Honestly, at this point I really wasn’t super stoked about the image… plus it felt like all I had done was change the sky… I wanted something more, so I started playing around with various Artistic filters in the G’MIC plug-in for GIMP. It didn’t take long before I realized that my image at 5181x3460px was just too big and would take forever to render. I make my images 500x333px for my blog, so I resized my image and exported it as a .jpg. Then I opened up the smaller version and then started playing around with filters.
I went to Filters->G’MIC->Artistic->Dream Smoothing… make sure you set the input to Active (default) and the output to New layer(s)…
Edge detect filter.
It reminded me of my fingerpaint image and I decided to see if I could do something similar to this image. Trying the threshold layer from the image didn’t give me the results I wanted, so I used an edge detect filter. First I duplicated my main image (not the dreamy one) then I went to Filter->Edge Detect->Edge…
Next I duplicated the edge-detect layer and then applied a Threshold filter Colors->Threshold… I pulled it far to the right to get as much detail in the image as I could…
Select by color and add mask to pull threshold layer out and make rest transparent.
You may have noticed that the areas that we want are currently white… after making a duplicate of the threshold layer, invert the colors Colors->Invert, then select by color the black area using the select-by-color tool. Then add a mask of the selection Layer->Mask->Add Layer Mask…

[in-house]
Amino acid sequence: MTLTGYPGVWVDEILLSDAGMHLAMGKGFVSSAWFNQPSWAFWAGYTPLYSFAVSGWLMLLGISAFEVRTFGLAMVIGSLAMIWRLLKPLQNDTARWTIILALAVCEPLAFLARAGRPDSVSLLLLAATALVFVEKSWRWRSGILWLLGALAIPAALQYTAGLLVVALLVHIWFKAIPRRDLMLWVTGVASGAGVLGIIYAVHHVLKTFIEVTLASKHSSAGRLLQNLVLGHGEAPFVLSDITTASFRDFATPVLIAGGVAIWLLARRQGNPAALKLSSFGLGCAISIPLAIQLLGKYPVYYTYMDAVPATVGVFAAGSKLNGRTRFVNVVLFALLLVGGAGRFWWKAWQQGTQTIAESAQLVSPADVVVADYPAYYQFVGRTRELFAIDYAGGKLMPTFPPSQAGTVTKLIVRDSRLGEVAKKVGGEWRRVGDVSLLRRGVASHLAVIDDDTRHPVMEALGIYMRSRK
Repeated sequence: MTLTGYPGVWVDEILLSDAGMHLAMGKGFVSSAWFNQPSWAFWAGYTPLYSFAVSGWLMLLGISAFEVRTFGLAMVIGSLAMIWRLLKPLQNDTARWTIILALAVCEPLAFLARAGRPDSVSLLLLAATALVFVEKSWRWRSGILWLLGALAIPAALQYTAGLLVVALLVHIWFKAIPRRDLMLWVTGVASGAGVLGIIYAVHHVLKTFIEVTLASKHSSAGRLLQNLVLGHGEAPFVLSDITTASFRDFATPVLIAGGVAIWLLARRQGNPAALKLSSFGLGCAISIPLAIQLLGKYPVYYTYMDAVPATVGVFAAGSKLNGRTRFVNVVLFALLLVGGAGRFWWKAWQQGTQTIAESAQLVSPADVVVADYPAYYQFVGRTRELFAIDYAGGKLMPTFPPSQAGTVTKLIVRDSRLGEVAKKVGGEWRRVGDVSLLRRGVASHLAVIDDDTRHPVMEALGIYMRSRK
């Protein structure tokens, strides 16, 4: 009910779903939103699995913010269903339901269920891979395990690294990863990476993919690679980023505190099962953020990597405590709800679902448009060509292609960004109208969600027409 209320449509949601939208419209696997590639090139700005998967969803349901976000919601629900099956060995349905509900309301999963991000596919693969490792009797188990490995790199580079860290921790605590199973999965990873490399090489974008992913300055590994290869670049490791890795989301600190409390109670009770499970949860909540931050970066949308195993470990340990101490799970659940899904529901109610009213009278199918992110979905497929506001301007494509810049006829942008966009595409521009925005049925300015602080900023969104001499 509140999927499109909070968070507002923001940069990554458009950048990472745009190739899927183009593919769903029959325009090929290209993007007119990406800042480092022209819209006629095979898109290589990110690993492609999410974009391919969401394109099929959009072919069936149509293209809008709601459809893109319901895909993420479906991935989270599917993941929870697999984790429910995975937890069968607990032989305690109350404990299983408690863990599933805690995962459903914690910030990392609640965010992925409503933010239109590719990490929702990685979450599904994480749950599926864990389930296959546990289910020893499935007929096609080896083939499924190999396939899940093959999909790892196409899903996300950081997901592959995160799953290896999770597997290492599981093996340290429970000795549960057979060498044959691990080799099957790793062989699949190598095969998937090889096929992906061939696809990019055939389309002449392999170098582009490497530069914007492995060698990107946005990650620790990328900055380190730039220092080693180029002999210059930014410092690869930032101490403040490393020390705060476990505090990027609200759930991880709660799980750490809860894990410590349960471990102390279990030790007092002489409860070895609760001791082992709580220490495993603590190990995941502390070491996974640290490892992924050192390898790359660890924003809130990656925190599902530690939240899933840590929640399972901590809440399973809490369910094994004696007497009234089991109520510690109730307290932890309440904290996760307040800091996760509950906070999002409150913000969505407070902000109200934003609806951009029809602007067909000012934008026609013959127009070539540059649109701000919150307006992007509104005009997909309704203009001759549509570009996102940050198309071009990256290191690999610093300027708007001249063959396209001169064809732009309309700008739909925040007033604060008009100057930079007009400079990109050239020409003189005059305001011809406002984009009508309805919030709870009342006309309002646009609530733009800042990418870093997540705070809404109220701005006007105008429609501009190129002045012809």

Then all you need to do is put this layer over the dreamy layer and you have my final image…
I hope that you got something out of this tutorial and that you will try it (or parts of it) out. Please let me know if you do and tell me how it went.
Until next time…
* GIMP is Open Source software that is available for all platforms (Linux, Mac, and Windows), it is a photo editor that does many (if not all) of the things you can do in Photoshop. You can download it for free here. The GIMP online manual can be found here.
Like Wilber? You can get him here.
I have joined a month-long photo post-processing challenge called One Four Challenge, hosted by Robyn at Captivate Me. “This challenge is about processing １ image in 4 different ways over 4 weeks.” Every Monday Robyn posts a new version of her photo and challenges us to do the same each week.